Paul Fleming, also spelled Flemming

Much has been said about the relative happiness; but write it on your heart that happiness is the cheapest thing in the world - when we buy it for someone else.

Character | Heart | World | Happiness |

Sigmund Freud, born Sigismund Schlomo Freud

The only thing that brings a mother undiluted satisfaction is her relation to a son; it is quite the most complete relationship between human beings, and the one that is the most free from ambivalence. The mother can transfer to her son all the ambition which she has had to surpress in herself, and she can hope to get from him the satisfaction of all that has remained to her of her masculinity complex. Even a marriage is not firmly assured until the woman has succeeded in making her husband into her child and in acting the part of a mother towards him.

Ambition | Character | Hope | Husband | Marriage | Mother | Relationship | Woman | Ambition | Child |

Arland Gilbert

What a man accomplishes in a day depends upon the way in which he approaches his tasks. When we accept tough jobs as a challenge to our ability and wade into them with joy and enthusiasm miracles can happen. When we do our work with a dynamic conquering spirit we get things done.

Ability | Challenge | Character | Day | Dynamic | Enthusiasm | Joy | Man | Miracles | Spirit | Work |

Chief Dan George

My friends, how desperately do we need to be loved and to love. When Christ said that man does not live by bread alone, he spoke of a hunger. This hunger was no the hunger of the body. It was not the hunger for bread. He spoke of a hunger that begins deep down in the very depths of our being. He spoke of a need as vital as breath. He spoke of our hunger for love. Love is something you and I must have. We must have it because our spirit feeds upon it. We must have it because without it we become weak and faint. Without love our self-esteem weakens. Without it our courage fails. Without love we can no longer look out confidently at the world. We turn inward and begin to feed upon our own personalities, and little by little we destroy ourselves. With it we are creative. With it we march tirelessly. With it, and with it alone, we are able to sacrifice for others.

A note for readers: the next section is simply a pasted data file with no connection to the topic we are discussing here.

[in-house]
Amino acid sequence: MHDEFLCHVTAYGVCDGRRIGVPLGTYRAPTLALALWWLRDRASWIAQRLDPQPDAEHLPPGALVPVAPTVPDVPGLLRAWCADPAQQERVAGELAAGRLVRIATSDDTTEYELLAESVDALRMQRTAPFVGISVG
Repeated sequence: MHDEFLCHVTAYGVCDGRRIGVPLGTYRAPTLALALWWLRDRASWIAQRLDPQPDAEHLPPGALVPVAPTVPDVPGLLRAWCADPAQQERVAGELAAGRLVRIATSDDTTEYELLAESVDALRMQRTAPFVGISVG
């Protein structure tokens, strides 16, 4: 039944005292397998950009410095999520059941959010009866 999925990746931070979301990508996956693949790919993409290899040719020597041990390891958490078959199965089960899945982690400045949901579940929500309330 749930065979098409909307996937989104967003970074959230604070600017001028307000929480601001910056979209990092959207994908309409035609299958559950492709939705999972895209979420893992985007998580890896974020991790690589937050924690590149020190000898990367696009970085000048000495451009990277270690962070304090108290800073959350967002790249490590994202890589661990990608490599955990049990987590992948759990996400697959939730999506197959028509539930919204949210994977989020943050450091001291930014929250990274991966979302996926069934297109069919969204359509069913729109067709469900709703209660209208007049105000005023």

Body | Character | Courage | Destroy | Esteem | Hunger | Little | Love | Man | Need | Sacrifice | Self | Self-esteem | Spirit | World |

William Feather

He that succeeds makes an important thing of the immediate task.

Character | Important | Wisdom |

J. G. Fichte, fully Johann Gottlieb Fichte

What sort of philosophy one chooses depends, therefore, on what sort of man one is; for a philosophical system is not a dead piece of furniture that we can reject or accept as we wish; it is rather a thing animated by the soul of the person who holds it. A person indolent by nature or dulled and distorted by mental servitude, learned luxury, and vanity will never raise himself to the level of idealism.

Character | Idealism | Luxury | Man | Nature | Philosophy | Servitude | Soul | System | Will |

Thomas Hobbes

Continual success in obtaining those things which a man form time to time desireth, that is to say, continual prospering, is that men call felicity; I mean the felicity of this life. For there is no such thing as perpetual tranquillity of mind, while we live here; because life itself is but motion, and can never be without desire, nor without fear, no more than without sense.

Character | Desire | Fear | Life | Life | Man | Men | Mind | Sense | Success | Time | Tranquility |